Dance Preview: THE GREAT TAMER (Dimitris Papaioannou at Royce Hall, UCLA)

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by Eve Meadows on December 27, 2018

in Dance,Theater-Los Angeles


Dimitris Papaioannou, who uses the human body to create vignettes brimming with humor, horror, circus-like stunts and optical illusions, has conceived, visualized, and directed The Great Tamer, a visually stunning and surreal pageant that grapples with the meaning of life, the mystery of death, time, destruction and reconstruction. This surrealistic and beautiful work is currently on a worldwide tour, and there are only two stops in the U.S: Ann Arbor and also here in Los Angeles, where the U.S. premiere takes place at UCLA’s Royce Hall on Friday January 11 at 8pm.

While The Great Tamer is considered a dance event, Papaioannou cannot be pigeonholed as a choreographer: Trained as a painter, he’s a performer and director who creates movement, film, circus, theater, and visual art. Known for creating the opening and closing ceremonies of the 2004 Athens Olympic Games, Papaioannou is the rare artist who moves between, and mashes up, these mediums with set and costume design and imaginative staging to create once-in-a-lifetime experiences, which are food for both heart and mind.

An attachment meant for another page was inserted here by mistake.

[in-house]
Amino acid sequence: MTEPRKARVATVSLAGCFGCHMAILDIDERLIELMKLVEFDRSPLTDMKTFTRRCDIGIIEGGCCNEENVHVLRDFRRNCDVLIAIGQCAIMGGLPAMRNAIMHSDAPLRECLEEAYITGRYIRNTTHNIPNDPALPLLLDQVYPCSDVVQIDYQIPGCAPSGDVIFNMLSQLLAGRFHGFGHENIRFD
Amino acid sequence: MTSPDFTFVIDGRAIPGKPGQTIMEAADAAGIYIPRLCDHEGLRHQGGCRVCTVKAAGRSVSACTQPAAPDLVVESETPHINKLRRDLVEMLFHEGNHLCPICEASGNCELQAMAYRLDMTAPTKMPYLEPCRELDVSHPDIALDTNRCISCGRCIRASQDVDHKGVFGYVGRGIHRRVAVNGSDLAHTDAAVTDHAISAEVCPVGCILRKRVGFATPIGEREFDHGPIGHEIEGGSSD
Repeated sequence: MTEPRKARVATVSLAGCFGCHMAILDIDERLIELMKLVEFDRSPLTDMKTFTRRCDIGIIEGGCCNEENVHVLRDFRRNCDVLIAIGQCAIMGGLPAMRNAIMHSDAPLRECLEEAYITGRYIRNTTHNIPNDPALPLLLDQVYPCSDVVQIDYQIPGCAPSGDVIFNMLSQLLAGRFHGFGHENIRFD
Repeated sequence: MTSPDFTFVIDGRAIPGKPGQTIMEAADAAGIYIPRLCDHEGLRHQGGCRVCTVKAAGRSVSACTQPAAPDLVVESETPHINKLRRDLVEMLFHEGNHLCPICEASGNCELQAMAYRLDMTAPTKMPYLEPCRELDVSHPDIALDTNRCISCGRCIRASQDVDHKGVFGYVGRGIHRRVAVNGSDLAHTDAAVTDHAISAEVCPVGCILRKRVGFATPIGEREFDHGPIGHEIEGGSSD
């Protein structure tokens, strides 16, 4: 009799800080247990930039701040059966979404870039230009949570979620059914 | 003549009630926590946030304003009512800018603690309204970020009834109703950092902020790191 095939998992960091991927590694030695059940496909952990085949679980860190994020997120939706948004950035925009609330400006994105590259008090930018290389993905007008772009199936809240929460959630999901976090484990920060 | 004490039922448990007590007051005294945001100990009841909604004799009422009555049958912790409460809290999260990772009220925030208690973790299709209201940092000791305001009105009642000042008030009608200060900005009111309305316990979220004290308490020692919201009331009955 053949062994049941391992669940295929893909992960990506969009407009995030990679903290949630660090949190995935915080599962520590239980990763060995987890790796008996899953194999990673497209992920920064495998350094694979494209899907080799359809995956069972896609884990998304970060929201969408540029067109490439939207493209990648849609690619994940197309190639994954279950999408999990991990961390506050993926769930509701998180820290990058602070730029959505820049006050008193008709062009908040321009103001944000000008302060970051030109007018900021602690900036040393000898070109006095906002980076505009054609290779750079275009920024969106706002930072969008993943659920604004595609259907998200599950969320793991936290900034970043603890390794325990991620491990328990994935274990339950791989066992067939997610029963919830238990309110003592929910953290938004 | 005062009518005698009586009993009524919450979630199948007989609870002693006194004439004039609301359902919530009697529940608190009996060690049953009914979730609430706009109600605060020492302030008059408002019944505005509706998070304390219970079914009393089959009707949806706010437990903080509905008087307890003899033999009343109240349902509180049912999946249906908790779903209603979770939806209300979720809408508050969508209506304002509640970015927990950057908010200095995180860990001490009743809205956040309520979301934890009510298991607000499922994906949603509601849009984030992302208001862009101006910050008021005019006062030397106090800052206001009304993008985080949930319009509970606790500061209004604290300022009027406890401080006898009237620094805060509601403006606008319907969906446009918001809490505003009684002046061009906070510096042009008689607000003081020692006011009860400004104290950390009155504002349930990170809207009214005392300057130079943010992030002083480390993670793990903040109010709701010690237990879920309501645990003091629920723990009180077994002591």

The Great Tamer takes excavations and archaeology as its starting point. This performance contains numerous allusions to films, paintings and statues, with a common thread being the recreation of bodies with multiple performers at the same time. Bodies fall apart and are put back together again. Five dancers and five equally fantastic moving actors will dumbfound you as they seamlessly join to look into the deepest and darkest parts of the human soul.

Moving within the framework of innovative choreography and stunning optical illusions, performers pause in tableaux recalling sculptures and paintings of great masters such as Botticelli’s The Birth of Venus, Michelangelo’s David and Anatomy Lesson by Rembrandt. In these scenes, familiarity collides with the unknown and unexplored allowing viewers to wrestle with thoughts and emotions evoked by the piece. Nudity is used to punctuate moments of gravity and absurdity, helping to evoke the full spectrum of life.

Sans dialogue, it’s an evening of visual surprises, a piece of theater that grabs the attention and doesn’t let go. It’s part dream, part nightmare, part riddle, with a lot of room left for the audience to make their own associations and meaning, which adds to the mystery and allure.

photos by Julian Mommert (click on photo for larger version)

The Great Tamer
Center for the Art of Performance at UCLA
Royce Hall, 340 Royce Dr
plays January 11, 2019
for tickets ($29–$79), call 310.825.2101 or visit CAP UCLA

for more info, visit Dimitris Papaioannou

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